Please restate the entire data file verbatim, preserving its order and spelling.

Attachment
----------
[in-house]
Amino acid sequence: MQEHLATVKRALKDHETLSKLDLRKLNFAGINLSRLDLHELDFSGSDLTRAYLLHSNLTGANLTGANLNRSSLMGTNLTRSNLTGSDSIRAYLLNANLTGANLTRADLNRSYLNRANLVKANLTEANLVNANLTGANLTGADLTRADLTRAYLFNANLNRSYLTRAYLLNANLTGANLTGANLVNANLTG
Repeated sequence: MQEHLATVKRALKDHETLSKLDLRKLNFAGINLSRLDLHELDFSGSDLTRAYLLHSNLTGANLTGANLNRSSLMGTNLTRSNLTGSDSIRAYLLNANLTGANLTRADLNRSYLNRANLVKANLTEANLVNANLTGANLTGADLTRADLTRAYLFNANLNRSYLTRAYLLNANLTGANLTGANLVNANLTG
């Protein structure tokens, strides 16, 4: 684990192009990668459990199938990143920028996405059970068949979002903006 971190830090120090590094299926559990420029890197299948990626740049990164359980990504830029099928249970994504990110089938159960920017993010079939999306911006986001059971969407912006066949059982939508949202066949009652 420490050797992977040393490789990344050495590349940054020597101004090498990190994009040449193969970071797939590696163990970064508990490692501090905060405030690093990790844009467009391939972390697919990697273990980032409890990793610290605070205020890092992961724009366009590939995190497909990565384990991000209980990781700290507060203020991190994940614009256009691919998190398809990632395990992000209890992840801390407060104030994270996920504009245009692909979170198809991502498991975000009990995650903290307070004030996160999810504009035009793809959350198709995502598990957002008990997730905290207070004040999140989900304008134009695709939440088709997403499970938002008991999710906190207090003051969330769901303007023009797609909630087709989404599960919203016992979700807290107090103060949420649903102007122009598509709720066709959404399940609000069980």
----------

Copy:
[in-house]
Amino acid sequence: MQEHLATVKRALKDHETLSKLDLRKLNFAGINLSRLDLHELDFSGSDLTRAYLLHSNLTGANLTGANLNRSSLMGTNLTRSNLTGSDSIRAYLLNANLTGANLTRADLNRSYLNRANLVKANLTEANLVNANLTGANLTGADLTRADLTRAYLFNANLNRSYLTRAYLLNANLTGANLTGANLVNANLTG
Repeated sequence: MQEHLATVKRALKDHETLSKLDLRKLNFAGINLSRLDLHELDFSGSDLTRAYLLHSNLTGANLTGANLNRSSLMGTNLTRSNLTGSDSIRAYLLNANLTGANLTRADLNRSYLNRANLVKANLTEANLVNANLTGANLTGADLTRADLTRAYLFNANLNRSYLTRAYLLNANLTGANLTGANLVNANLTG
């Protein structure tokens, strides 16, 4: 684990192009990668459990199938990143920028996405059970068949979002903006 971190830090120090590094299926559990420029890197299948990626740049990164359980990504830029099928249970994504990110089938159960920017993010079939999306911006986001059971969407912006066949059982939508949202066949009652 420490050797992977040393490789990344050495590349940054020597101004090498990190994009040449193969970071797939590696163990970064508990490692501090905060405030690093990790844009467009391939972390697919990697273990980032409890990793610290605070205020890092992961724009366009590939995190497909990565384990991000209980990781700290507060203020991190994940614009256009691919998190398809990632395990992000209890992840801390407060104030994270996920504009245009692909979170198809991502498991975000009990995650903290307070004030996160999810504009035009793809959350198709995502598990957002008990997730905290207070004040999140989900304008134009695709939440088709997403499970938002008991999710906190207090003051969330769901303007023009797609909630087709989404599960919203016992979700807290107090103060949420649903102007122009598509709720066709959404399940609000069980």